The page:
Wednesday

Health care for everyone; or else.


I cannot believe my eyes. It’s as if a fell asleep and woke up in an alternate reality. Is our government really on the verge of forcing citizens to purchase health care insurance? America needs to wake up and smell the fascism before we slide any further towards the abyss.

This article was found festering amid the diseased flesh that is MSNBC and the state run media. If it were not for the fact that I found it on an alleged “reputable” site I may have taken it for a bad joke. I’m not laughing and neither should you.

The article follows (excerpts are in bold):

Everyone into the risk pool — or else ‘Individual mandate’ to buy health insurance is key to universal coverage

Both those Americans who can’t afford to buy health insurance and those who have decided to get by without it will face the same order from congressional Democrats as they prepare legislation to overhaul health care: buy health insurance. And if they can’t afford the coverage, taxpayers will help them pay for it.

By what right are they planning to mandate health care insurance? This is a clear usurpation of power not delegated to the federal government. Beyond the obvious implications of allowing such a power grab it sets precedence for even more far reaching and draconian deprivations of our rights.

This coming from the party that thought Bush’s Patriot act was fascist. How quaint, they seemed to have changed their tune and once again redefined the rules to suit their agenda.

The reform bills offered by both Senate and House Democrats would impose an individual mandate — a requirement that everyone obtain health insurance. Taxpayer-provided subsidies would go to lower-income Americans if they could not afford to purchase it. The Senate health committee’s draft bill would require all legal residents of the United States to have insurance and would penalize people who did not obtain insurance, except those with incomes below about $16,250. The House Democrats’ bill has a similar provision.

“Penalize people who do not obtain insurance”? How is that even possible? (Rhetorical question) This “progressive” meddling is an anathema to everything this nation stands for. If people do not want health insurance it is their right to forgo it without penalty. There is a term for such "strong arm" tactics implemented for the “good of the nation”; FASCISM.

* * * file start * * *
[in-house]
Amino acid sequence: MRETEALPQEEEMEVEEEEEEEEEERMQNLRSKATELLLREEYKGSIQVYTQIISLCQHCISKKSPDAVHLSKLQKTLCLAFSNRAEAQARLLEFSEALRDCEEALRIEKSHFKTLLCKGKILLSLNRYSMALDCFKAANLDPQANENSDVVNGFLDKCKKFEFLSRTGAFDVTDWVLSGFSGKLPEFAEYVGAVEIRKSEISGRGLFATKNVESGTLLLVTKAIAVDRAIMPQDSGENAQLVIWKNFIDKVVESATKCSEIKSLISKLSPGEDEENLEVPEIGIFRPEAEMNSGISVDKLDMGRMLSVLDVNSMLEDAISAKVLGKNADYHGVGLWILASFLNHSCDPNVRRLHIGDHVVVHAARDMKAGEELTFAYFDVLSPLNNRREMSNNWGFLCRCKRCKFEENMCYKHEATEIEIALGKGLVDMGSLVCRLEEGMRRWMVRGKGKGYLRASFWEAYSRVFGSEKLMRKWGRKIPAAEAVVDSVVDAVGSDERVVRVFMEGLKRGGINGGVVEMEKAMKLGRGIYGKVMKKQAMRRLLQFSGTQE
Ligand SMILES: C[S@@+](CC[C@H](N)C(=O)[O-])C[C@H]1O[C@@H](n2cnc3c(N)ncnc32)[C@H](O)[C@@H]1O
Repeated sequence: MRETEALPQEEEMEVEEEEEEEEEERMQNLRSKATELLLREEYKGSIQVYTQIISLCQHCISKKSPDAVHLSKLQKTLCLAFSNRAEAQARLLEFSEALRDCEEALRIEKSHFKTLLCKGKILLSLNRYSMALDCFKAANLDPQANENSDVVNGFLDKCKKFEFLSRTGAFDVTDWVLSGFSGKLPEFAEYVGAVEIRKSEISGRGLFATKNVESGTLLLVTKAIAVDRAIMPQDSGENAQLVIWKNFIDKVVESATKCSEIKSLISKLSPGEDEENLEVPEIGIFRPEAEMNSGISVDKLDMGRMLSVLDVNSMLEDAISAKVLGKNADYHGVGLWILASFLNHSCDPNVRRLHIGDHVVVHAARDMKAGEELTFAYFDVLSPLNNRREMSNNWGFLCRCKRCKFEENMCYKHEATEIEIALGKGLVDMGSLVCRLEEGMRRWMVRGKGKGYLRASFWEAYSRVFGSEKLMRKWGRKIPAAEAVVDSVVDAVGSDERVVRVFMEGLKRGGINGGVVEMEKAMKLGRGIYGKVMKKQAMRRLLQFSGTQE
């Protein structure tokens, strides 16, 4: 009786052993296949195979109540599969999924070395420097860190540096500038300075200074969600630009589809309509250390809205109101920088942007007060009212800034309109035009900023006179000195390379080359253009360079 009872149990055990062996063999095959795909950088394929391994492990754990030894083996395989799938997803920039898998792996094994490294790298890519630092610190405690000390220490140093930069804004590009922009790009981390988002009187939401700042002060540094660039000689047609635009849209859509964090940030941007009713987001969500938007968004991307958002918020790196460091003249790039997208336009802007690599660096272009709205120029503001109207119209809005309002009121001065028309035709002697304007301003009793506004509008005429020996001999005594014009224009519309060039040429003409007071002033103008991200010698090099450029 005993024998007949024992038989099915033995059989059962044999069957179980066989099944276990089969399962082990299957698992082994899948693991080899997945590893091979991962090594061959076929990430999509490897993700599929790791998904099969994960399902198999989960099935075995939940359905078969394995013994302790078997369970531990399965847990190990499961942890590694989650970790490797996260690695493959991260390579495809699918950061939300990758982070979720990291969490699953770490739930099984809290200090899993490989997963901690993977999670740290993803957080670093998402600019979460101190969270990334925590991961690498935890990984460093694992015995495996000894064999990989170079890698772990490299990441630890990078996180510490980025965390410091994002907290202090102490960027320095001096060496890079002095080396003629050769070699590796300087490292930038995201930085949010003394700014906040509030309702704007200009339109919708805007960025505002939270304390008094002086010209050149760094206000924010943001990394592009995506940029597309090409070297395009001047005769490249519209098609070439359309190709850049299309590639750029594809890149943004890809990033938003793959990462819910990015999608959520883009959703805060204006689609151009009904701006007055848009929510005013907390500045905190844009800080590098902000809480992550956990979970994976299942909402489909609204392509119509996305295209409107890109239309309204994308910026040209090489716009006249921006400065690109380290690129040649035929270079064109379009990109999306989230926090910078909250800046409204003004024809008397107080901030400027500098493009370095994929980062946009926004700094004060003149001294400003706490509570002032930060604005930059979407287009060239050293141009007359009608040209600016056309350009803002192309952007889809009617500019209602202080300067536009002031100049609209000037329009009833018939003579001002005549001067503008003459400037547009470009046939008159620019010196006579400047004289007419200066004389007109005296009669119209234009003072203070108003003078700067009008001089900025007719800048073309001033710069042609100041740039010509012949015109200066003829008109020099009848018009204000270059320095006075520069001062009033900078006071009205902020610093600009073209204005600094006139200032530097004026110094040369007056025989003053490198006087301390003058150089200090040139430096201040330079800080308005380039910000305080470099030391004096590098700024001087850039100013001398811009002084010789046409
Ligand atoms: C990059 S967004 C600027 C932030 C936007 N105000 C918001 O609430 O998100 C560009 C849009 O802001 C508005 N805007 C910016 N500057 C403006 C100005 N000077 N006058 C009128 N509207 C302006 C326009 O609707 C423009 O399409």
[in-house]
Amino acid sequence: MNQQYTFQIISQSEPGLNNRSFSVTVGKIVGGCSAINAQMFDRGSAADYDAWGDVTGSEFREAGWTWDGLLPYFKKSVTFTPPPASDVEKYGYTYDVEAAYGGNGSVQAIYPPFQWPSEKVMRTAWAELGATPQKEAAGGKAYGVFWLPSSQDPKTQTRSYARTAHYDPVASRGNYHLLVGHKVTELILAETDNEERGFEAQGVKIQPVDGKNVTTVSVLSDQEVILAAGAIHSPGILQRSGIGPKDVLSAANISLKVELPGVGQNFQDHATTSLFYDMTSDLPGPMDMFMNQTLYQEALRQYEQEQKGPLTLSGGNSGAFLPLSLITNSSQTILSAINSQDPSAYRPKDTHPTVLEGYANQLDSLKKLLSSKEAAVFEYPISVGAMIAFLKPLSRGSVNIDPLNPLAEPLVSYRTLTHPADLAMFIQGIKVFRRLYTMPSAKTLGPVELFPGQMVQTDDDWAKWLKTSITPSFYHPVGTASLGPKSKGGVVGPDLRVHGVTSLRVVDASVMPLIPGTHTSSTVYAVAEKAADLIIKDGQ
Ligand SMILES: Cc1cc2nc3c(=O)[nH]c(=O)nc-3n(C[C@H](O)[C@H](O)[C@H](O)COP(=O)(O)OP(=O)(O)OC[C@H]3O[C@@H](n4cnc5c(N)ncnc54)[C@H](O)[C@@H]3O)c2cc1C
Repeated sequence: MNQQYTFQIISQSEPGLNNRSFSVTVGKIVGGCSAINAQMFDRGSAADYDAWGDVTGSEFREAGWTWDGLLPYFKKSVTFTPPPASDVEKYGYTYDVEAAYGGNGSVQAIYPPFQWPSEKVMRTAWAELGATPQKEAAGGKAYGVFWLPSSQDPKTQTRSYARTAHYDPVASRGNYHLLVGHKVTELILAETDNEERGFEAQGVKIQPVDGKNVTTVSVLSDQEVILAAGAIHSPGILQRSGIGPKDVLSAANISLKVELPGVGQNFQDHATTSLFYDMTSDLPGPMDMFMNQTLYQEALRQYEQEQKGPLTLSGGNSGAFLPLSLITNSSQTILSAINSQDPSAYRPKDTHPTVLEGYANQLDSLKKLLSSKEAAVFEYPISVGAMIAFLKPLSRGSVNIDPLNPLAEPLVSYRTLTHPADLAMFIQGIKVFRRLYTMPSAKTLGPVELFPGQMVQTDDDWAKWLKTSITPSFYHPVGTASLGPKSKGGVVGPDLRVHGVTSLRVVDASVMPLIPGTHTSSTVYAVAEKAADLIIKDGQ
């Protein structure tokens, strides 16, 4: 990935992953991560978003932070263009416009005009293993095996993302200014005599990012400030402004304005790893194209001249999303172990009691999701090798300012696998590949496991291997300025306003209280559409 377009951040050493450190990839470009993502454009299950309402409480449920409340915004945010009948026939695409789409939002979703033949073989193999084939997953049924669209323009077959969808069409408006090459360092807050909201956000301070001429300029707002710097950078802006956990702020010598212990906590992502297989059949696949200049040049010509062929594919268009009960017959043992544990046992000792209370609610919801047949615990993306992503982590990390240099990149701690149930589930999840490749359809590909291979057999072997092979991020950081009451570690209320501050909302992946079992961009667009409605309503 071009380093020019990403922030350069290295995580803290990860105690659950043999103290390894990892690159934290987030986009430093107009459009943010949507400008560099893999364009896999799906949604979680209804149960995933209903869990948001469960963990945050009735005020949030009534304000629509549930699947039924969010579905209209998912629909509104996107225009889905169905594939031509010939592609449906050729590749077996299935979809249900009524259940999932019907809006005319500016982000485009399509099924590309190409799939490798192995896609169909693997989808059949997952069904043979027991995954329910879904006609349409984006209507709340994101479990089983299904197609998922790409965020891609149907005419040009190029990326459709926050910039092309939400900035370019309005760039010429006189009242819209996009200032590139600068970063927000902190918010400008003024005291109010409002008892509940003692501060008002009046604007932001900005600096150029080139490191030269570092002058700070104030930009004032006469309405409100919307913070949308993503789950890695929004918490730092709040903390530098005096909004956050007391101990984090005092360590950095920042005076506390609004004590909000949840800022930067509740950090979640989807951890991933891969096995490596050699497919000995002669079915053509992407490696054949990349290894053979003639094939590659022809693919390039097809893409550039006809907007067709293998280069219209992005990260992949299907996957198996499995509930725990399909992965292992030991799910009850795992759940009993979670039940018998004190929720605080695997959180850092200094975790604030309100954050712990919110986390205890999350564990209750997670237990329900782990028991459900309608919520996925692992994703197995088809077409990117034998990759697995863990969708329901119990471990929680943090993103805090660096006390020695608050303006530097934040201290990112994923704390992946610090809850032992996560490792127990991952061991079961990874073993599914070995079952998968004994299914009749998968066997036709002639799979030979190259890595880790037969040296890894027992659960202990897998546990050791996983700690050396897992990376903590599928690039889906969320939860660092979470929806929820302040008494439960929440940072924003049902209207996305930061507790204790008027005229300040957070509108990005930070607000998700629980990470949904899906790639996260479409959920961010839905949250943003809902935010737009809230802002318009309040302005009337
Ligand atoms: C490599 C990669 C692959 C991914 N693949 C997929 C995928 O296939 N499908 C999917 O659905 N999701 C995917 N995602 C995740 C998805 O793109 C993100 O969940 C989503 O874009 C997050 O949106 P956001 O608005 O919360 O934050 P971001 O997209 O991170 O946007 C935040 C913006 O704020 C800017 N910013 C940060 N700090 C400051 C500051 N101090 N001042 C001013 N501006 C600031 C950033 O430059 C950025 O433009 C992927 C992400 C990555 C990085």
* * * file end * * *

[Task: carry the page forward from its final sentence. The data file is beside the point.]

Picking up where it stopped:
In the most recent Census estimate, published last August, nearly 46 million people, or about 15 percent of the population, were without health insurance in 2007. That number has risen during the recession as people have been laid off and lost their employer-sponsored health coverage. The national unemployment rate has risen from 5.6 percent in June of 2008 to 9.5 percent last month. A study done by the Kaiser Commission on Medicaid and the Uninsured estimates that for every one percentage point increase in the unemployment rate, there’s a 0.59 percent increase in the percentage of uninsured adults. A 10 percent unemployment rate would equate to 5.8 million additional people being uninsured, according to the Kaiser study.

These numbers, dubious as they are, fail to take into account that the young and “well to do” often forgo coverage of their own accord. The average 18 year old does not believe it is an expense worthy of their hard earned money and the affluent can afford to pay for it out of pocket. Which makes mandating health care insurance just another way to tax an already over burdened populace.

One reason that the topic of the uninsured has loomed large in the current debate, economists say, is that enrolling the healthy uninsured can improve insurance risk pooling and may help control costs over time.

Right, I get it, let’s all take the hit for the good of the downtrodden and based on nothing more substantial than “may help control costs over time”.

“One of the goals of health reform is to create broader-based risk pools,” said health care economist Linda Blumberg, a former advisor to President Bill Clinton who is now at the non-partisan Urban Institute in Washington. “The more healthy people that we can bring in, the lower will be the average cost in that risk pool.”

The more healthy people they can “force” in, is what she meant to say.